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Biographical entry Masterman, Ernest William Gurney (1867 - 1943)

MRCS 12 February 1891; FRCS 14 January 1892; LRCP 1891; DPH Cambridge 1899; MD Durham 1909.

2 January 1867
Rotherfield Hall, Sussex
29 March 1943
Missionary surgeon


Born on 2 January 1867 at Rotherfield Hall, Sussex, the eldest of the four sons of Thomas William Masterman of Tunbridge Wells and Margaret Hanson Gurney, his wife, daughter of Thomas Gurney of New Park Lodge, Brixton Hill.

His brothers all distinguished themselves: John Howard Bertram Masterman (1867-1933) became professor of history at Birmingham University, 1902-09, and Suffragan Bishop of Plymouth, 1922-33; Arthur Thomas Masterman (?1868-1941), superintending inspector of fisheries at the Board of Agriculture and Fisheries, 1910-20, was elected FRS in 1915 (Nature, 1941, 147, 408); and the youngest brother, Charles Frederick Gurney Masterman (1874-1927), Liberal MP, author and journalist, became Financial Secretary to the Treasury in Asquith's government in 1912; he had been largely responsible for the success of the National Health Insurance scheme of 1911, while Under-Secretary at the Local Government Board (see DNB).

E W G Masterman was educated at Monkton Combe School and at Clifton College. He early decided to become a medical missionary, and entered the Medical School of Edinburgh University in 1884. While there he heard the African missionary C T Studd, who whetted his enthusiasm. Private circumstances compelled him to earn his living for a short time as a schoolmaster, but in 1887 he was able to enter St Bar¬tholomew's Hospital, where he won the Brackenbury surgical scholarship in 1891, the year of his qualification, and was also Skynner scholar and Lawrence scholar in 1892. He served as house surgeon at St Bartholomew's and also at the Belgrave Hospital for Children, and took the Fellowship on 14 January 1892.

Contact with Percy d'Erf Wheeler led to his appointment as assistant medical officer to the Jerusalem Hospital of the Church Mission to the Jews in 1892. He served in Palestine and Syria for more than twenty years: at Jerusalem, Safed, Damascus, and again in Jerusalem, till the war of 1914 compelled his return to England. He had become an excellent Arabic scholar and was much interested in archaeology, serving for many years as secretary to the Palestine Exploration Fund. In fact he had identified himself closely with the life of Palestine, and he returned to work there at the end of his life. He published an illustrated account of the Jerusalem Hospital in The Lancet, 1918, 1, 305. He had taken the Cambridge Diploma of Public Health in 1899 and was admitted MD of the University of Durham in 1909.

After his return to England he began, at the age of forty-nine, a new medical career into which he threw himself with characteristic energy. In 1916 he took charge of the London County Council's St Giles' Hospital at Camberwell and remained there for eighteen years, retiring in 1934. He brought the hospital to a high state of efficiency and also took an intimate part in the lives and welfare of his poorer neighbours. He also looked after the Guardians' Institution at Gordon Road, Camberwell and their "scattered homes" for destitute children. He was particularly interested in the progress of the ante- and post-natal clinics of the maternity unit at St Giles'.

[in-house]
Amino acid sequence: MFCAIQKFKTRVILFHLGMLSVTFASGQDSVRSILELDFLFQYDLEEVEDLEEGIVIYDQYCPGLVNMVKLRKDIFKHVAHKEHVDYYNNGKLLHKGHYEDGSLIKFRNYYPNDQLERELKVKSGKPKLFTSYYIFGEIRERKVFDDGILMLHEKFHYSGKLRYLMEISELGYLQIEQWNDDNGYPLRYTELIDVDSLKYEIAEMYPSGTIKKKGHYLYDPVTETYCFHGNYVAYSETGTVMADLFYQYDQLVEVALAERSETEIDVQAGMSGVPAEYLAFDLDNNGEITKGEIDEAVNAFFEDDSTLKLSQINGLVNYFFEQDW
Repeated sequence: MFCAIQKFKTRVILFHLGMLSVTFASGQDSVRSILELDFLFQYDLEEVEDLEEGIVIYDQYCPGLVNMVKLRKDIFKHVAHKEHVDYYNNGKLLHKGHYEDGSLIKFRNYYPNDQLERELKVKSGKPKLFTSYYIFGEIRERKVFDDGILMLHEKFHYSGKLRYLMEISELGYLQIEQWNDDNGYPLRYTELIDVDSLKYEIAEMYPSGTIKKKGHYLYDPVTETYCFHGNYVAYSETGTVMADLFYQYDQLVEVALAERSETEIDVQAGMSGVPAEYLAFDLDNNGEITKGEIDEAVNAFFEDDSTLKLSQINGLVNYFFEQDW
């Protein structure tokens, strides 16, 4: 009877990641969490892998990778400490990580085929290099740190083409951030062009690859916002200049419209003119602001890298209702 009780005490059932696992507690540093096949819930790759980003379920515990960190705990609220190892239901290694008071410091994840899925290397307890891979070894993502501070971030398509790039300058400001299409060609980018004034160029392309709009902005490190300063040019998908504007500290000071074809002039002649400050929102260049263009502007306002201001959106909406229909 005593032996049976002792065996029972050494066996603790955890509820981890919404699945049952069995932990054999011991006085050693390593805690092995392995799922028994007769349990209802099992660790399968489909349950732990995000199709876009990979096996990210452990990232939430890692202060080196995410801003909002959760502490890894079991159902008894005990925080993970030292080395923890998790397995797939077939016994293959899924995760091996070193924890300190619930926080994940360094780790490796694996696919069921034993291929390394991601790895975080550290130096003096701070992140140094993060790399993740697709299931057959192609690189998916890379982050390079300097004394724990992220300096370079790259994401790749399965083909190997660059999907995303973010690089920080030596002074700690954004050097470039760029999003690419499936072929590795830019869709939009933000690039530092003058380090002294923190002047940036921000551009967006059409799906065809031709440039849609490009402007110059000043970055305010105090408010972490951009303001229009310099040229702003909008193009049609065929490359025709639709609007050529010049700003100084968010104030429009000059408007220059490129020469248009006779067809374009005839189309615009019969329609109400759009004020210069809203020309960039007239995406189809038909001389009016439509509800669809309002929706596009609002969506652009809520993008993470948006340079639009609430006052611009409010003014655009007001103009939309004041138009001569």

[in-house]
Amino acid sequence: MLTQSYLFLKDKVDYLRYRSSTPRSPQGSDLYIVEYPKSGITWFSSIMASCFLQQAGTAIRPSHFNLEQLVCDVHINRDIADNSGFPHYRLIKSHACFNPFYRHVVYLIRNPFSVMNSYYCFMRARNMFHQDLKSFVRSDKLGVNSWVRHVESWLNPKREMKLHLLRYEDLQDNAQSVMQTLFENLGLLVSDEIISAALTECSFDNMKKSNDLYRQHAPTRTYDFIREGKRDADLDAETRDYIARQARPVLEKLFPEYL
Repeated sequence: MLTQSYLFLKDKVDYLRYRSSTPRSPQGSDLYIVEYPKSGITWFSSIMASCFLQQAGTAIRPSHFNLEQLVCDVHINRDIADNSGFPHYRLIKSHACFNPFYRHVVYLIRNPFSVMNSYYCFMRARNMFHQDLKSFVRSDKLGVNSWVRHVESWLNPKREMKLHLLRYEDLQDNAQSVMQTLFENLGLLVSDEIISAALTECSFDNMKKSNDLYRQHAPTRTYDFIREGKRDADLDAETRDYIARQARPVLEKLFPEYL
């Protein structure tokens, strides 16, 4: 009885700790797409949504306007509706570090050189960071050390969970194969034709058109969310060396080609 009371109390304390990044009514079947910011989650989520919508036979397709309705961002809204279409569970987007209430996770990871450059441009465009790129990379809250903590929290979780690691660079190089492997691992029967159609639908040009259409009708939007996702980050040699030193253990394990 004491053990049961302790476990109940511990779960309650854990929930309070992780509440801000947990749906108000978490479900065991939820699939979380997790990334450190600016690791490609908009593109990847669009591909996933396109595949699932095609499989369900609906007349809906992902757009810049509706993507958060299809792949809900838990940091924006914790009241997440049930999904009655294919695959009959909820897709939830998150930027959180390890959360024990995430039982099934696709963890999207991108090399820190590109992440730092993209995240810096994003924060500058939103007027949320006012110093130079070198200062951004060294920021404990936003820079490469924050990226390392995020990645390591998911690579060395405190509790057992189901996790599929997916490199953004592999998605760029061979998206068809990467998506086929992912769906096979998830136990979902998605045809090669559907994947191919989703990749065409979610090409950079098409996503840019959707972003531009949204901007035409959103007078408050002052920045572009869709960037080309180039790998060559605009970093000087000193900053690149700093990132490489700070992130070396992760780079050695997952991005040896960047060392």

During his London years he took an active part in the work of the British Medical Association and attended each annual Representative meeting from 1920 to 1934. He served on the central council in 1931 and was chairman of the Camberwell division 1928-29 and of the Metropolitan branch 1934-35. He also served on the public health and hospitals committees of the council and on several special committees, notably that concerned with conditions in the Indian Medical Service.

When he retired from the LCC service at the age of sixty-seven he went back to Palestine and gave his services under the Church Missionary Society wherever needed, taking charge of the hospitals at Gaza and Hebron and at Es Salt in Transjordan. In 1938, aged 71, he became medical superintendent of the 60th General Hospital, the former German Deaconesses' Hospital, until its evacuation to India. In 1939 he was appointed medical adviser for the Near East to the Church Missionary Society. He was chairman of the Lebanon Hospital for Mental Diseases at Asfuriyeh, and though in failing health visited it in July 1942.

Masterman married (1) in 1894 Lucy, daughter of the Rev John Zeller, Swiss Bishop of Jerusalem. She died in 1908 leaving five daughters, of whom Lucy Margaret Theodora Masterman became MRCS 1924 and was resident medical officer at the Selly Oak Hospital, Birmingham, in 1943 and an MD London. He married (2) in 1909 his first wife's sister, Joanna, who survived him with a son and a daughter; the son, Ernest Bertram Zeller Masterman, MRCS 1934, MD Cambridge, while serving with the RAMC in West Africa, was on leave in Jerusalem when his father died there on 29 March 1943.


Jerusalem from the point of view of health and disease. Lancet, 1918, 1, 305, with references to his own special reports.
Caesarian section, with E M Moore. LCC Ann Rep, vol 4, Public health, part 3 Medical supp 1931, pp 108-117.
Hour-glass stomach. Ibid. 1932, pp 117-122.
Perforated peptic ulcer. Ibid. 1932, pp 123-128.

Sources used to compile this entry: [The Times 1 April 1943, p 7e; Lancet, 1943, 1, 511, eulogy by O W Roberts, FRCS; Brit med J 1943, 1, 493; information given by his daughter, Miss L M T Masterman, MD MRCS].

The Royal College of Surgeons of England